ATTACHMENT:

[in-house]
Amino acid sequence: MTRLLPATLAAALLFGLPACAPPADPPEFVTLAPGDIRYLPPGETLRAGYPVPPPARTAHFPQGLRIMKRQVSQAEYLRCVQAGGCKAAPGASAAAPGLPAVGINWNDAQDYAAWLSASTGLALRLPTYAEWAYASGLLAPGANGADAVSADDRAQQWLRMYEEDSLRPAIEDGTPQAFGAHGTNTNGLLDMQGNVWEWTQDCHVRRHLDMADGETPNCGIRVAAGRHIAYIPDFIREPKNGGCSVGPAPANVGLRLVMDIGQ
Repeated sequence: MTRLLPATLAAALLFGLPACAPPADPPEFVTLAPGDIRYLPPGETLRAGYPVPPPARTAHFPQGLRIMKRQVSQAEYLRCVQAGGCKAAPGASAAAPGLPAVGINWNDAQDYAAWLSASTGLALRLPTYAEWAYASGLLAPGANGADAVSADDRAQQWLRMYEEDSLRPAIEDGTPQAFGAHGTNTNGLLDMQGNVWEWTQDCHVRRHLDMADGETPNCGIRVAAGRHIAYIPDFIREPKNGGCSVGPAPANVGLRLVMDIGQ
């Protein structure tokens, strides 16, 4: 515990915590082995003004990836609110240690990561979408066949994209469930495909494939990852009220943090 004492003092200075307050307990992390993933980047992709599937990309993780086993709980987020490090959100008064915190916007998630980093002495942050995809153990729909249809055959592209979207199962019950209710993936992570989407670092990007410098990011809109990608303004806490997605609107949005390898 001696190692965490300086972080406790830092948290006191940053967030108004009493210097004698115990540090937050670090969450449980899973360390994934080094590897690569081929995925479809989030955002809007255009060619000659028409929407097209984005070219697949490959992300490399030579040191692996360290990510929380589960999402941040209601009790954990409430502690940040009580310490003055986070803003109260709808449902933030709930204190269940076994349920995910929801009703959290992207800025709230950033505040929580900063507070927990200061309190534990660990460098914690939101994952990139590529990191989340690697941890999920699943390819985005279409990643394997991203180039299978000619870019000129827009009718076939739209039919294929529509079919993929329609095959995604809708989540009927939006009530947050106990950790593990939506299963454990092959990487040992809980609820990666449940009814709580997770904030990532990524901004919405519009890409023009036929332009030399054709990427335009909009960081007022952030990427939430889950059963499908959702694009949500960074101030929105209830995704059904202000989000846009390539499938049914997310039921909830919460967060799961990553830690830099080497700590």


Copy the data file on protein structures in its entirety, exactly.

[in-house]
Amino acid sequence: MTRLLPATLAAALLFGLPACAPPADPPEFVTLAPGDIRYLPPGETLRAGYPVPPPARTAHFPQGLRIMKRQVSQAEYLRCVQAGGCKAAPGASAAAPGLPAVGINWNDAQDYAAWLSASTGLALRLPTYAEWAYASGLLAPGANGADAVSADDRAQQWLRMYEEDSLRPAIEDGTPQAFGAHGTNTNGLLDMQGNVWEWTQDCHVRRHLDMADGETPNCGIRVAAGRHIAYIPDFIREPKNGGCSVGPAPANVGLRLVMDIGQ
Repeated sequence: MTRLLPATLAAALLFGLPACAPPADPPEFVTLAPGDIRYLPPGETLRAGYPVPPPARTAHFPQGLRIMKRQVSQAEYLRCVQAGGCKAAPGASAAAPGLPAVGINWNDAQDYAAWLSASTGLALRLPTYAEWAYASGLLAPGANGADAVSADDRAQQWLRMYEEDSLRPAIEDGTPQAFGAHGTNTNGLLDMQGNVWEWTQDCHVRRHLDMADGETPNCGIRVAAGRHIAYIPDFIREPKNGGCSVGPAPANVGLRLVMDIGQ
């Protein structure tokens, strides 16, 4: 515990915590082995003004990836609110240690990561979408066949994209469930495909494939990852009220943090 004492003092200075307050307990992390993933980047992709599937990309993780086993709980987020490090959100008064915190916007998630980093002495942050995809153990729909249809055959592209979207199962019950209710993936992570989407670092990007410098990011809109990608303004806490997605609107949005390898 001696190692965490300086972080406790830092948290006191940053967030108004009493210097004698115990540090937050670090969450449980899973360390994934080094590897690569081929995925479809989030955002809007255009060619000659028409929407097209984005070219697949490959992300490399030579040191692996360290990510929380589960999402941040209601009790954990409430502690940040009580310490003055986070803003109260709808449902933030709930204190269940076994349920995910929801009703959290992207800025709230950033505040929580900063507070927990200061309190534990660990460098914690939101994952990139590529990191989340690697941890999920699943390819985005279409990643394997991203180039299978000619870019000129827009009718076939739209039919294929529509079919993929329609095959995604809708989540009927939006009530947050106990950790593990939506299963454990092959990487040992809980609820990666449940009814709580997770904030990532990524901004919405519009890409023009036929332009030399054709990427335009909009960081007022952030990427939430889950059963499908959702694009949500960074101030929105209830995704059904202000989000846009390539499938049914997310039921909830919460967060799961990553830690830099080497700590």